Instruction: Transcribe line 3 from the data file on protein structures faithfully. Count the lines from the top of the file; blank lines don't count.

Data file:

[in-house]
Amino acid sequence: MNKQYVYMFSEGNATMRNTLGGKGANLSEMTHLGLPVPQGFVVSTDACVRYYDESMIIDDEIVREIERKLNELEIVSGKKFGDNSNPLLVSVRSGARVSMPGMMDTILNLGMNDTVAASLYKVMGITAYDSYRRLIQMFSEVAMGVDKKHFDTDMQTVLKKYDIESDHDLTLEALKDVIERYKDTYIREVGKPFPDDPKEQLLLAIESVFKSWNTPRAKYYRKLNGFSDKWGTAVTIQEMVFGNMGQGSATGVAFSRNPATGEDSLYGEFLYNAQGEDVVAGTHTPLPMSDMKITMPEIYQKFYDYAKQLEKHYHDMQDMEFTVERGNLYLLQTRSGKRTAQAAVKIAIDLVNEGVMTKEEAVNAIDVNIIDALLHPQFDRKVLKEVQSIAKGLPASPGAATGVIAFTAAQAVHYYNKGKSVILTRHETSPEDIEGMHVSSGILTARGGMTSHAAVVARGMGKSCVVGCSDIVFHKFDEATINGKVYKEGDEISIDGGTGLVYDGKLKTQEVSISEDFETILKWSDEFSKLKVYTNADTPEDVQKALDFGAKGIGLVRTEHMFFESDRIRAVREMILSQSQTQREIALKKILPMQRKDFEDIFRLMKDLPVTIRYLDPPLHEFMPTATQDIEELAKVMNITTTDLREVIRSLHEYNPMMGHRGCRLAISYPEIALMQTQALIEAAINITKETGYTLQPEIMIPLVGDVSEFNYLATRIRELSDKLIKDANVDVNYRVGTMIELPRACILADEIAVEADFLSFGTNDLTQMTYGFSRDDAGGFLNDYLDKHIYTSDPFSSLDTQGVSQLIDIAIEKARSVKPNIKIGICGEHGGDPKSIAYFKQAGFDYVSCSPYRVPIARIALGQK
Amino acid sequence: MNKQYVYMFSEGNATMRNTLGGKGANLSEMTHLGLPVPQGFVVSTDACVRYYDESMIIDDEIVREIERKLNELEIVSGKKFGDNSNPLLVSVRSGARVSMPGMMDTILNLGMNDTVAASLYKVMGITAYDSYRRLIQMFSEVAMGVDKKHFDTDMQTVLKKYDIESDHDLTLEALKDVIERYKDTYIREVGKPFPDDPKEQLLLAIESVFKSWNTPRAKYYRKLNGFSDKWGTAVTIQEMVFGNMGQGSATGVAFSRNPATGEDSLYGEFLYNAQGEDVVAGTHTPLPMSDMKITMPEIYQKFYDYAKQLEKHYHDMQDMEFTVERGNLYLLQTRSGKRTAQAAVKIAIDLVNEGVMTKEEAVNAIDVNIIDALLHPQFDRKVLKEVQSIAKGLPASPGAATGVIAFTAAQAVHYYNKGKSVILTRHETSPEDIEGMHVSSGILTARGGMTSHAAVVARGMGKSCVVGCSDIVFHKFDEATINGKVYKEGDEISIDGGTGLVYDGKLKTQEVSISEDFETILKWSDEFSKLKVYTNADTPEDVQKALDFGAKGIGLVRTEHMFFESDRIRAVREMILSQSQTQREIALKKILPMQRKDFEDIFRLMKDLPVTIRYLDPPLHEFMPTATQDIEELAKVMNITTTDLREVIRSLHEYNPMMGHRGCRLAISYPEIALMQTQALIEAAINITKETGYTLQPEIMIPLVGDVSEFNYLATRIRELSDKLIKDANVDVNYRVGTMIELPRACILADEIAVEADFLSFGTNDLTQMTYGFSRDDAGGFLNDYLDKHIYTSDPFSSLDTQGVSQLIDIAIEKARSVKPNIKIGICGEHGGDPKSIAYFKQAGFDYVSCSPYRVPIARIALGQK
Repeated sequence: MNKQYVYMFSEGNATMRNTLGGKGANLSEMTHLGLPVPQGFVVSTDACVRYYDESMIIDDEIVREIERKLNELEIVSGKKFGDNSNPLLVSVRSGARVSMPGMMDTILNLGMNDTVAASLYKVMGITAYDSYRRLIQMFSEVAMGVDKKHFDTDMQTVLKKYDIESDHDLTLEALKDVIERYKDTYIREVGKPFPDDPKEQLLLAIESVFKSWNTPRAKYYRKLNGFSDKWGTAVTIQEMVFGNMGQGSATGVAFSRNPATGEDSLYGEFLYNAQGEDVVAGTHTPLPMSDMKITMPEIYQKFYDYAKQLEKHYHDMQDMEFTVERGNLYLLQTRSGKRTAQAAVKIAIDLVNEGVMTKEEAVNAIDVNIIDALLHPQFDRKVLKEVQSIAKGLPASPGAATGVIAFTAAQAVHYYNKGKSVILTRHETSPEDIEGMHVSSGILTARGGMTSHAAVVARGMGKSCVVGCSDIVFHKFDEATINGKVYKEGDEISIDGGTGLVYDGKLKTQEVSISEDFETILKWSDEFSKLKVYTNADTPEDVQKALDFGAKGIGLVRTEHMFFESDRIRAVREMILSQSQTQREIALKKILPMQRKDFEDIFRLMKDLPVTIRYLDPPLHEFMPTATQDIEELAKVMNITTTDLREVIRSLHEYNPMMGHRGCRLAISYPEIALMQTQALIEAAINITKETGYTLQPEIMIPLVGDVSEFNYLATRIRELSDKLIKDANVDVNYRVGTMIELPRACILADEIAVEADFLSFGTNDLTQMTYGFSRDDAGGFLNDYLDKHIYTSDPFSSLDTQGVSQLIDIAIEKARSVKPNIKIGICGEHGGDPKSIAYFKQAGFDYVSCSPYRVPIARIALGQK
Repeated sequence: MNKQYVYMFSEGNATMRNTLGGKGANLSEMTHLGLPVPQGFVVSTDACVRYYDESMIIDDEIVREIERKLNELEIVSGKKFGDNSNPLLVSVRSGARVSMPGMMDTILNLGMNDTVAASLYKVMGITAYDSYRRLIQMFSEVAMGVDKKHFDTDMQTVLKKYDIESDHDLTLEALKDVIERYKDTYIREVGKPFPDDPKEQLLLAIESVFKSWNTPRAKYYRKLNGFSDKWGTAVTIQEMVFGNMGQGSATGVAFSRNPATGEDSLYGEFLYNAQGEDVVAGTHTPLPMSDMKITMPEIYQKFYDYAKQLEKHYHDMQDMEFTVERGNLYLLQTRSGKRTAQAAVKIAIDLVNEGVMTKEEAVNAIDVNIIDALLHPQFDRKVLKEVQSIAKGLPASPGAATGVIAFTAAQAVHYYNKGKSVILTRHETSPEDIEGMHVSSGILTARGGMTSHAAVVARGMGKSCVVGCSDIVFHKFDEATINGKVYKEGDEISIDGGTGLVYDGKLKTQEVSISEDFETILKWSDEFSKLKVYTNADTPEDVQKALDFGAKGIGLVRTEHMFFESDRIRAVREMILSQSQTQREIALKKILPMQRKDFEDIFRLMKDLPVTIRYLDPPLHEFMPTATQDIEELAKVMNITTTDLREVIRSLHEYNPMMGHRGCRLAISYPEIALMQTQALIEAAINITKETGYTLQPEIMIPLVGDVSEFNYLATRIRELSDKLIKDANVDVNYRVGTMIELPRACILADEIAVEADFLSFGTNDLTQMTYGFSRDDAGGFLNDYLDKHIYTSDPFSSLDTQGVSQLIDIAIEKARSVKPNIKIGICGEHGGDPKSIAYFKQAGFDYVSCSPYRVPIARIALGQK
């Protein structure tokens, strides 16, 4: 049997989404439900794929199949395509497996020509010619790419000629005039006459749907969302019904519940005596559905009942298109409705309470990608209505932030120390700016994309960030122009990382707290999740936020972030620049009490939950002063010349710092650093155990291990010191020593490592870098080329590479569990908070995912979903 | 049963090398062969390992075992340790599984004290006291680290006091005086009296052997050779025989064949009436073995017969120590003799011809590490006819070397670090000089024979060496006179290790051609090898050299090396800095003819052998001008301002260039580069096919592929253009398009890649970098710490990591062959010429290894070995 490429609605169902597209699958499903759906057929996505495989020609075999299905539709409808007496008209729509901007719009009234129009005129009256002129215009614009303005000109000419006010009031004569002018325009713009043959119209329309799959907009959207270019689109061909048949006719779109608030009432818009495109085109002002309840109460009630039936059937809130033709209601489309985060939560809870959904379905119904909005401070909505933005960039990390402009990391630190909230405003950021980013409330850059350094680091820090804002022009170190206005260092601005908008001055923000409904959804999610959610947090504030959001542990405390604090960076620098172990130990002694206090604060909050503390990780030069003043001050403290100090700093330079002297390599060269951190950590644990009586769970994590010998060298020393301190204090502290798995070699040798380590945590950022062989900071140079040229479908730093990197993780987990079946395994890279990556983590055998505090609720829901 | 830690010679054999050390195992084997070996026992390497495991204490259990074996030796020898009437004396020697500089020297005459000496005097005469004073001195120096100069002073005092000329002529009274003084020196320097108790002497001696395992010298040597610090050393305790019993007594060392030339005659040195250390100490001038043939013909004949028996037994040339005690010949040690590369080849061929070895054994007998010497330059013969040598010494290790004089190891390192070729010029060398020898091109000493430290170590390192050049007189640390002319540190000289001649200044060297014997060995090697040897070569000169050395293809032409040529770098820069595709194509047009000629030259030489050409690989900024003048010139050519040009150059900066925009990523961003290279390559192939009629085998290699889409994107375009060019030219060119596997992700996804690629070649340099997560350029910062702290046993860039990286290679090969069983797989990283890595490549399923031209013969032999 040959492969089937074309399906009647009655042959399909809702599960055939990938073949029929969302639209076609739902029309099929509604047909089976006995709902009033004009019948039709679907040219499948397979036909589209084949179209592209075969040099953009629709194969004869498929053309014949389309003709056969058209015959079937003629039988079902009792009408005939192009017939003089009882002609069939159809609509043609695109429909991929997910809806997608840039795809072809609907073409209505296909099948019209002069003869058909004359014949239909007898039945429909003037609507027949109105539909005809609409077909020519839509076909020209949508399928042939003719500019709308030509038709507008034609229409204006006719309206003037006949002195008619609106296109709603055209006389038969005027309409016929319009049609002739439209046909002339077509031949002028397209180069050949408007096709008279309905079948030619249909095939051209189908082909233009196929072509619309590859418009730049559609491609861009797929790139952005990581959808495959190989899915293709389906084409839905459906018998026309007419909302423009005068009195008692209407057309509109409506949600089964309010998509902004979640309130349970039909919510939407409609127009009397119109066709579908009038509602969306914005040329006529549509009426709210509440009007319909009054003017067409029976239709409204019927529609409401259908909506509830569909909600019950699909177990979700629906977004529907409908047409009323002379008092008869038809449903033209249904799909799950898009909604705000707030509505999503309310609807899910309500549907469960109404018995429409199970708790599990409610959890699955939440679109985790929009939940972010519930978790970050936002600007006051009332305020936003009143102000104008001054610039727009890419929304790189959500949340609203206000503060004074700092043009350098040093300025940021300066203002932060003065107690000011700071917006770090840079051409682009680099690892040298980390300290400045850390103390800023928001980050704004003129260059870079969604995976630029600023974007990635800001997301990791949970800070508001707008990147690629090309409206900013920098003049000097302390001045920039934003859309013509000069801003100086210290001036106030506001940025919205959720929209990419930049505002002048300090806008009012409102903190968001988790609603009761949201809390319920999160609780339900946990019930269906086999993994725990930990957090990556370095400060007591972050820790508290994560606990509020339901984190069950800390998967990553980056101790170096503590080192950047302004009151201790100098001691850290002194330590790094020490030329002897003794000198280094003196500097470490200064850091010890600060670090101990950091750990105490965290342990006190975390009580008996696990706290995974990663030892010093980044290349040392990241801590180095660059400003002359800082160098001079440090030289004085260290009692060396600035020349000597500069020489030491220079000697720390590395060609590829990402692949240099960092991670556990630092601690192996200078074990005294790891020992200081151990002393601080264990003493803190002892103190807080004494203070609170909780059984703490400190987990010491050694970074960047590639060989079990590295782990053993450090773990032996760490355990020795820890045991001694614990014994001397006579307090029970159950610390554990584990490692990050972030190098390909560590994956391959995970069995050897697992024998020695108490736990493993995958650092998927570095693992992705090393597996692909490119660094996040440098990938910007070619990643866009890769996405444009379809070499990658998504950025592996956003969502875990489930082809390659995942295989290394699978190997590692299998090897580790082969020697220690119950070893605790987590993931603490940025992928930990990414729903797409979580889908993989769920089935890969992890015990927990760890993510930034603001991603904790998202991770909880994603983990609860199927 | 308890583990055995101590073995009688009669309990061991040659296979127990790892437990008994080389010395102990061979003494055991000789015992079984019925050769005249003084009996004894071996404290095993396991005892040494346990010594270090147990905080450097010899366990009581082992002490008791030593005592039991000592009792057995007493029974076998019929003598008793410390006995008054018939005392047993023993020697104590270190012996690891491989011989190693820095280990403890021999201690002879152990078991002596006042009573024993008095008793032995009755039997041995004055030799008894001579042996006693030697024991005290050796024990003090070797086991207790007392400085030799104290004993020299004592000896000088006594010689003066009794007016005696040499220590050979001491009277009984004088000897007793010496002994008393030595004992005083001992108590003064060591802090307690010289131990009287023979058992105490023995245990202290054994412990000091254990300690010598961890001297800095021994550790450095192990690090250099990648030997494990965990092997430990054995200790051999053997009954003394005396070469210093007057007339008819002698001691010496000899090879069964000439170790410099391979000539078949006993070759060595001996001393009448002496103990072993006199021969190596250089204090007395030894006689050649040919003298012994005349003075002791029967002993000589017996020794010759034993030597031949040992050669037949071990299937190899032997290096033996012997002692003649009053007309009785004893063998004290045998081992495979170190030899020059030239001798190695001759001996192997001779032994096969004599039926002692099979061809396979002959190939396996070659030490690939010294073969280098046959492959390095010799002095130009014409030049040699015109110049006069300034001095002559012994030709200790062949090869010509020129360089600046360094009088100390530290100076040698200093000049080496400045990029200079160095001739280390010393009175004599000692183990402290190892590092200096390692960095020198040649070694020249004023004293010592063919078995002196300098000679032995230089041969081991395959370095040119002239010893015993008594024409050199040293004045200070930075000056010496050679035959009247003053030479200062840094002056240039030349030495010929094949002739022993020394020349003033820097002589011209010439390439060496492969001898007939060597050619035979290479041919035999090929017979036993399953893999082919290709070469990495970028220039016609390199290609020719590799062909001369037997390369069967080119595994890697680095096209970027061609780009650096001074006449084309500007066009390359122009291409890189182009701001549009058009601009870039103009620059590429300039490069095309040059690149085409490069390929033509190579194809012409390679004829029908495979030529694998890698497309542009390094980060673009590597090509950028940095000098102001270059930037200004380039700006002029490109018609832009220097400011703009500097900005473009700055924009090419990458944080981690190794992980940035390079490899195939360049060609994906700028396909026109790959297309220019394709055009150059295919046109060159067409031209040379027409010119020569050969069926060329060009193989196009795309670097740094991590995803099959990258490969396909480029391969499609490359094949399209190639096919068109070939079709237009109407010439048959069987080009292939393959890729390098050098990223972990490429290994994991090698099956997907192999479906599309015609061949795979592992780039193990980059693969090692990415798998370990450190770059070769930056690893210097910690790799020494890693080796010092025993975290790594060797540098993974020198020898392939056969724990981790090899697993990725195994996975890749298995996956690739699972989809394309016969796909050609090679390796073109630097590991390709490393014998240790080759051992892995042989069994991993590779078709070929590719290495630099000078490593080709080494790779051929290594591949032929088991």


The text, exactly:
Amino acid sequence: MNKQYVYMFSEGNATMRNTLGGKGANLSEMTHLGLPVPQGFVVSTDACVRYYDESMIIDDEIVREIERKLNELEIVSGKKFGDNSNPLLVSVRSGARVSMPGMMDTILNLGMNDTVAASLYKVMGITAYDSYRRLIQMFSEVAMGVDKKHFDTDMQTVLKKYDIESDHDLTLEALKDVIERYKDTYIREVGKPFPDDPKEQLLLAIESVFKSWNTPRAKYYRKLNGFSDKWGTAVTIQEMVFGNMGQGSATGVAFSRNPATGEDSLYGEFLYNAQGEDVVAGTHTPLPMSDMKITMPEIYQKFYDYAKQLEKHYHDMQDMEFTVERGNLYLLQTRSGKRTAQAAVKIAIDLVNEGVMTKEEAVNAIDVNIIDALLHPQFDRKVLKEVQSIAKGLPASPGAATGVIAFTAAQAVHYYNKGKSVILTRHETSPEDIEGMHVSSGILTARGGMTSHAAVVARGMGKSCVVGCSDIVFHKFDEATINGKVYKEGDEISIDGGTGLVYDGKLKTQEVSISEDFETILKWSDEFSKLKVYTNADTPEDVQKALDFGAKGIGLVRTEHMFFESDRIRAVREMILSQSQTQREIALKKILPMQRKDFEDIFRLMKDLPVTIRYLDPPLHEFMPTATQDIEELAKVMNITTTDLREVIRSLHEYNPMMGHRGCRLAISYPEIALMQTQALIEAAINITKETGYTLQPEIMIPLVGDVSEFNYLATRIRELSDKLIKDANVDVNYRVGTMIELPRACILADEIAVEADFLSFGTNDLTQMTYGFSRDDAGGFLNDYLDKHIYTSDPFSSLDTQGVSQLIDIAIEKARSVKPNIKIGICGEHGGDPKSIAYFKQAGFDYVSCSPYRVPIARIALGQK